Valuable cultural relics are kept in the palace, including hundreds of statues and ritual vessels made during four dynasties. The biggest treasure is a Taoist scripture written in gold. It was transcribed by the national academy of the Ming Dynasty in 1440, and today the scripts still shine as new.
Yuxu Palace, located in a mountain valley, suffered the scourge of numerous disasters and was rebuilt in recent years.
First constructed in 1413, the palace once covered 200,000 square meters — the size of 28 soccer fields — and had more than 2,200 halls and rooms. Although the main purpose of the palace was to worship the Jade Emperor of Taoism, it also served as government offices for the Wudang Mountains.
However, beginning in the later years of the Ming Dynasty, the palace seemed to be under a curse. In 1627, most of its main buildings were damaged in a fire. A century later, another fire destroyed the annex buildings as well. In 1935, a mountain torrent decimated nearly all of the palace. All that remained were Fumu Hall built in the Qing Dynasty (1644-1911), two long defensive walls, several archways and pavilions.
In 2007, the Wudang government decided to restore the Yuxu Palace to mark the upcoming 600th anniversary of Emperor Yongle’s order to foster Taoism in the mountains. The project used original building techniques and materials to rebuild the Longhu Hall, Yuxu Hall and several other buildings.
However, it was impossible to restore all the palace to its full former glory, when Wudang was called “the imperial temples” and was worshipped by the entire country, from the emperor to the grassroots population.
Legends and glory are partly rooted in the imagination. Visitors from all over the world come to Wudang looking for evidence of their favorite legends. Therein lies the charm of historical heritage.
Wudang martial arts
Apart from Taoist culture, the Wudang Mountains are perhaps best known for a unique school of martial arts that has been passed down for more than 800 years.
Wudang martial arts are believed to be as powerful as that developed in the Shaolinw Temple in Henan Province. There is a saying: “Shaolin is outstanding in the North and Wudang outstanding in the South.” Indeed, the two famous schools of martial arts compete with each other.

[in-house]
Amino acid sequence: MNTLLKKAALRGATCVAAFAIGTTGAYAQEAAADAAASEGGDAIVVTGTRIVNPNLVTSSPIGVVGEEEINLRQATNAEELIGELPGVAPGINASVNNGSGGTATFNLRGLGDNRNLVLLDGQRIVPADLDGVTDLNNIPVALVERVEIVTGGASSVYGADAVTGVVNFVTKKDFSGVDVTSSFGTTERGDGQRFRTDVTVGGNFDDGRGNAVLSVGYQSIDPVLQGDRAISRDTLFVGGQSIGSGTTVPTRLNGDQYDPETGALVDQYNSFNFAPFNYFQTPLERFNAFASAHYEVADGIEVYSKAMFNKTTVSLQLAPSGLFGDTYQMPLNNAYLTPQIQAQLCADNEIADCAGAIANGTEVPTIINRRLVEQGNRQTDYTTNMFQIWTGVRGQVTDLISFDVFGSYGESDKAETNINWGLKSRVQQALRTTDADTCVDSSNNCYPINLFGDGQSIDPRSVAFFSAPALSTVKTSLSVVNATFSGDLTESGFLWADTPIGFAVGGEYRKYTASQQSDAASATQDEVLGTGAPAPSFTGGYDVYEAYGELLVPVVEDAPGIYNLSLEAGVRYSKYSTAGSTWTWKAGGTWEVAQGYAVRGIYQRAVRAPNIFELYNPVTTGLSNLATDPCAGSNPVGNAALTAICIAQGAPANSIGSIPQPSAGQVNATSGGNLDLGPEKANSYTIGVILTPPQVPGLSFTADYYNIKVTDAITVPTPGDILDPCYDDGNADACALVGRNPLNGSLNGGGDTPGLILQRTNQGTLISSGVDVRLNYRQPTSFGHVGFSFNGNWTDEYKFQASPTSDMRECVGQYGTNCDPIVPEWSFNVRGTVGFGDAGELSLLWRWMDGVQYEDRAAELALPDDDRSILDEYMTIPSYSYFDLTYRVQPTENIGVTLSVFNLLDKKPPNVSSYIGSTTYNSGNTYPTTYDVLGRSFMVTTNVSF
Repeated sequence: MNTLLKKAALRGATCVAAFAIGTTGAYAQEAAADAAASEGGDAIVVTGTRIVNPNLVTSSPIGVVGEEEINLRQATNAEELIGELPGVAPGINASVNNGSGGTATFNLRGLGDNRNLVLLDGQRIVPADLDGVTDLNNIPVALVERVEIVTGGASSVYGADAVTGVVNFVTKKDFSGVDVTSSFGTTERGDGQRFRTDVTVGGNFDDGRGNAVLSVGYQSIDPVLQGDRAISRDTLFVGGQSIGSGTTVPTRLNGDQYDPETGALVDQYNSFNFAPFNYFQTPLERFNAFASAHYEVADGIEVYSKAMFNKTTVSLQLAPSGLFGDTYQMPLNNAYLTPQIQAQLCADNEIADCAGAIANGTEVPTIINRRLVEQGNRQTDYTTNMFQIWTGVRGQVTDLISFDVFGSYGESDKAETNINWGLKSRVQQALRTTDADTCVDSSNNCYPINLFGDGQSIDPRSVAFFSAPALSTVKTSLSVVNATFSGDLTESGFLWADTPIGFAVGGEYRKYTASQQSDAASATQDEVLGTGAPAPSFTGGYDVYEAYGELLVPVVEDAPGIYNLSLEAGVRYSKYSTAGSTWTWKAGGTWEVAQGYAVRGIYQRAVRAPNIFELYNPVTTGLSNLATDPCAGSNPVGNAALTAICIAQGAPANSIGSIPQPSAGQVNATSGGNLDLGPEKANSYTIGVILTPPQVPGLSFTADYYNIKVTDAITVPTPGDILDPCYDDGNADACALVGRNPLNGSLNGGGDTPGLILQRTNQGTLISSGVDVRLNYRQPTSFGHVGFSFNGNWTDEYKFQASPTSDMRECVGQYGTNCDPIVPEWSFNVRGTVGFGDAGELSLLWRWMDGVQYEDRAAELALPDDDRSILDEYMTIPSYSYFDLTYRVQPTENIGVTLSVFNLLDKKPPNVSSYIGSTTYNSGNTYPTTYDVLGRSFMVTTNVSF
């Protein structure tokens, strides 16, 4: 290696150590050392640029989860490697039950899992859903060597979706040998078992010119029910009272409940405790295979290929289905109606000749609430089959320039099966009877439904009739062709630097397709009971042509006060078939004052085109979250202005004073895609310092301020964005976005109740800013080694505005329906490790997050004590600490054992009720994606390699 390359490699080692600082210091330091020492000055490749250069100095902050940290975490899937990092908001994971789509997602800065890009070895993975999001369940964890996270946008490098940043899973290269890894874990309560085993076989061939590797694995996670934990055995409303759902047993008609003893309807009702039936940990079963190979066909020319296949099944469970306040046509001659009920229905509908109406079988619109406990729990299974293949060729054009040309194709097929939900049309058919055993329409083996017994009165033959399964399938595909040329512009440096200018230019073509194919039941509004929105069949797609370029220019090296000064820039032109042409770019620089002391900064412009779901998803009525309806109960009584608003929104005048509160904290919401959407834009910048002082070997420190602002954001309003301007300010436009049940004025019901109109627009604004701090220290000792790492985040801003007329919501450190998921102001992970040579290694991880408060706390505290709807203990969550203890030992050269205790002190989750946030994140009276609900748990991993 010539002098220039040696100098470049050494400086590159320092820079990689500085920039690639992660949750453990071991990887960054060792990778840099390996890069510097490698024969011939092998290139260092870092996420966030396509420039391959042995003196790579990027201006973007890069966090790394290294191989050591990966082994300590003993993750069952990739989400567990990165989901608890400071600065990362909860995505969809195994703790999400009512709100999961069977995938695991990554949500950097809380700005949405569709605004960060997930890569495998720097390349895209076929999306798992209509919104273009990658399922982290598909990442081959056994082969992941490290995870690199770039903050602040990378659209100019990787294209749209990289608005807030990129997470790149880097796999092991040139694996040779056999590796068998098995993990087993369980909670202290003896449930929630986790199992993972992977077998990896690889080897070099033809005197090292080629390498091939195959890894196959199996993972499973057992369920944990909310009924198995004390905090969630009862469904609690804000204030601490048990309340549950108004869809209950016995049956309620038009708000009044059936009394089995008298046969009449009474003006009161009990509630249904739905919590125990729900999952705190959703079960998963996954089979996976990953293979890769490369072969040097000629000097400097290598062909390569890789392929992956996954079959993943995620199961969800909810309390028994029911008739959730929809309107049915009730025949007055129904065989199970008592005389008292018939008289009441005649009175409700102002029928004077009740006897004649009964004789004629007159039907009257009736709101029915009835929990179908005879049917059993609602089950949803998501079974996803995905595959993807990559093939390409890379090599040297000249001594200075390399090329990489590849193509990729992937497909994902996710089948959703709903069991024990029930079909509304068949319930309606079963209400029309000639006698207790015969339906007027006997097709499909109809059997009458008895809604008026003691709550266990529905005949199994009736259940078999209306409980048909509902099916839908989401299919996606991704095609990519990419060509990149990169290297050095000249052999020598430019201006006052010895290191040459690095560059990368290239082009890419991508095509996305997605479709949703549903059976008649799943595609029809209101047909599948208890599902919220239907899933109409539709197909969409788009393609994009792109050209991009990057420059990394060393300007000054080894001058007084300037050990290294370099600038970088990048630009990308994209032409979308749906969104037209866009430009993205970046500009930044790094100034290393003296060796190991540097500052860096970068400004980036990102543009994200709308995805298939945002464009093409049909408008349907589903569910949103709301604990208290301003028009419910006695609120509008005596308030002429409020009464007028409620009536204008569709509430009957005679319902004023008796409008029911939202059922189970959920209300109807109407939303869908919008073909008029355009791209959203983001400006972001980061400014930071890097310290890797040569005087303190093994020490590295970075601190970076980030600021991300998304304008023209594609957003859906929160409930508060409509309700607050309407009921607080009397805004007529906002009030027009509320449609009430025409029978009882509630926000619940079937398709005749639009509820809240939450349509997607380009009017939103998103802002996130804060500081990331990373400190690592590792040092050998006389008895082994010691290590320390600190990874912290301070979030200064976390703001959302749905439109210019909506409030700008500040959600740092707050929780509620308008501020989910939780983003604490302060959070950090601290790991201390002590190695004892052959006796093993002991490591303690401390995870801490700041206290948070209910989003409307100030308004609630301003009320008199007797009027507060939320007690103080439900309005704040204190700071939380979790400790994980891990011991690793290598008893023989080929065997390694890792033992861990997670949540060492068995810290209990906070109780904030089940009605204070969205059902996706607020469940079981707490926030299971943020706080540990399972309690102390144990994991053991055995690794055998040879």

In wuxia, or “martial arts and chivalry,” novels, that prevail in every Chinese community around the world, the Wudang sect is often described as one of the most influential in martial arts circles. The Taoist priests in temples are martial arts masters, especially adept at Chinese boxing and swordsmanship.
Wuxia novelist Louis Cha (1924-2018) wrote in his “Condor Trilogy” that Zhang Sanfeng, the creator of the sect, is the top one master of his time.
Fiction may often be juicier than reality, but Zhang, whose dates of birth and death are not recorded, will always occupy a prominent position in the history of Chinese martial arts for his creation of tai chi and other forms of martial arts.
Zhang combined traditional Chinese boxing with Taoist theories, making tai chi a way of building both body and mind. The genre is now popular all over the world.
This school of martial arts doesn’t encourage people to hurt others, but rather to defend themselves only if necessary. The Taoist priests in the mountains strictly follow a credo: “might never use aggressive martial arts but never forget how to.”
There are high speed trains from Shanghai to Shiyan, the nearest city to the Wudang Mountains. At the long-distance bus station next to the Shiyan Railway Station, buses to the mountain scenic area are available.